Shoppers were stunned when a magpie was shot at a suburban shopping centre.
Shoppers were stunned when a magpie was shot at a suburban shopping centre.

'Blokes with guns' kill magpie at Lismore shopping centre

GUN-WIELDING men isn't what you expect to see on an afternoon grocery run.

But that's what residents say they were confronted with at an East Lismore shopping centre on Tuesday.

What may have been a standard approach to a menacing magpie has members of the public shaken.

Paramedics were called to Esmonde St about 11.20am on Tuesday after a 70-year-old woman was struck by a magpie and fell over, injuring her knee.

SHOOTING SCENE: A magpie was killed by gunmen at the Esmonde St entrance to the Wyrallah Rd Shopping Centre in East Lismore.

About an hour later, two men dressed in shorts and T-shirts and carrying guns appeared in the nearby Wyrallah Rd Shopping Centre car park and shot the magpie out of a palm tree, witnesses said.

Russell Brown said the men claimed they were police officers, but did not appear to be forthcoming with identification.

Mr Brown said the magpie had been swooping people in that area "for years", but he questioned how the men approached the situation, whether or not they had authority to dispose of the bird.

"Something should have been done to warn the people what was about to happen," he said.

"Everybody that I saw looked rattled, they just looked upset.

"I don't think they should ever go about anything in that fashion."

Richmond Police District Inspector Bill McKenna said it was "not uncommon" for the council, National Parks and Wildlife Service or the public to request them to deal with problem magpies.

"Our specialised police, highly trained tactical police, are called regularly at this time of year to destroy magpies that are putting members of the public at risk," Insp McKenna said.

He said if such police from uniformed general duties were not available, plain clothes officers may attend.

But he said they should have had "some visible police identification".

"They are not going to put members of the public at risk in destroying a magpie," he said.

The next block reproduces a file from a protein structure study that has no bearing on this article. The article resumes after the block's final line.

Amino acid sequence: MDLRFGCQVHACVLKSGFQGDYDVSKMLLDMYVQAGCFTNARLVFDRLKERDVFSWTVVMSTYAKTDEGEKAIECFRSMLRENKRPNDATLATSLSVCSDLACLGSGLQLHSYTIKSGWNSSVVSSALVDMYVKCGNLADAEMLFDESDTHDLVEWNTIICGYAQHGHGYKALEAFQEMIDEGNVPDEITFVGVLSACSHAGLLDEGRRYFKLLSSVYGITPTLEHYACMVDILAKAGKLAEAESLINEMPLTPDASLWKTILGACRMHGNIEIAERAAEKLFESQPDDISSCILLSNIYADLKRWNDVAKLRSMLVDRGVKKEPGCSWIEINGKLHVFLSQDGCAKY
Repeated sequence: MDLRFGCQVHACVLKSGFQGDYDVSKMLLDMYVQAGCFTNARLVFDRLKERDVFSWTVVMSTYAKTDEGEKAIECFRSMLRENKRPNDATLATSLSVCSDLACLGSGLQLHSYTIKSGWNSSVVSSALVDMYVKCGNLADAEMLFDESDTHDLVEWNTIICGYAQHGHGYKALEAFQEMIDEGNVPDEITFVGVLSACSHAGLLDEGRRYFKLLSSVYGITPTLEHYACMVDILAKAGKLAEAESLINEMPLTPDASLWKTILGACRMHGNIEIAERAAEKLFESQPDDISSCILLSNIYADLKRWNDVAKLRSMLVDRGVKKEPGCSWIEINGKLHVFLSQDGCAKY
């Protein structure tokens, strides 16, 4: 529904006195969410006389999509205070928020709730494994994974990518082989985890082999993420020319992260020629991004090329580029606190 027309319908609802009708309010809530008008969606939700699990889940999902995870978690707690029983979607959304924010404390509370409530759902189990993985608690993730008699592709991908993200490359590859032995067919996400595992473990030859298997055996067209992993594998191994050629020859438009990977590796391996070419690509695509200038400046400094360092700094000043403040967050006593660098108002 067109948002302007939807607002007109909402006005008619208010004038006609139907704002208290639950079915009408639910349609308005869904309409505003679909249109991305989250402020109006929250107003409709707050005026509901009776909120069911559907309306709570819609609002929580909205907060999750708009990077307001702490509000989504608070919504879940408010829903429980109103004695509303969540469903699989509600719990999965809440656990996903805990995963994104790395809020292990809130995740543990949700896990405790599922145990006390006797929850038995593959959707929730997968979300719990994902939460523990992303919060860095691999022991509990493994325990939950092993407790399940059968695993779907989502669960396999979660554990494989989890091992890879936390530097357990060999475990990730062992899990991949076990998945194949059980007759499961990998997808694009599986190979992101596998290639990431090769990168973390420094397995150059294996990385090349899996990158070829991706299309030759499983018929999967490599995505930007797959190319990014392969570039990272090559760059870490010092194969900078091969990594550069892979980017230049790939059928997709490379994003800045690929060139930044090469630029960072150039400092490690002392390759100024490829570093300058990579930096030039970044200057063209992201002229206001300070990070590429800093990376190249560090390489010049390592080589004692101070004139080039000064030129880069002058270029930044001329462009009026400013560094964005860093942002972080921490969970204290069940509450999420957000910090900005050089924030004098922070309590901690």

"They do that as quickly and as efficiently as possible with minimal to no risk to the public."

He was unable to confirm whether Tuesday's incident involved police officers.

Another witness named Heather - who asked for her surname to be withheld - said she was unable to sleep that night, as she replayed the incident in her mind.

"I saw these blokes with guns and I didn't know what the hell was happening because there was no uniforms, there was no cop car, there was nothing," she said.

"It scared the living hell out of me until they shot the bird, then fear just turned to anger."

She said if the men were police, they should have acted differently and warned the public.

"I would have thought they would have shut the area off," she said.

"I would like to know why the hell they did it when there were people around, why they didn't block the streets off."

A spokesman for the shopping centre's management said he was not aware of the incident and declined to comment.

Last Thursday, the Lismore Magpie Attack Facebook page said the bird had been protective but was "quiet and lovely for most of the year".

The Magpie Alert website, meanwhile, had another swooping incident recorded in the same street last week.

The NSW Office of Environment and Heritage did not respond to a request for comment on whether the OEH or the National Parks and Wildlife Service was involved.

But the department's website say magpies are a protected species in NSW.

"It is against the law to kill the birds, collect their eggs, or harm their young," the website states.

"If you feel a magpie is a serious menace, it should be reported to your local council or the nearest National Parks and Wildlife Service office.

Lismore MP Thomas George, who Mr Brown approached after the incident, said he had referred the matter to police.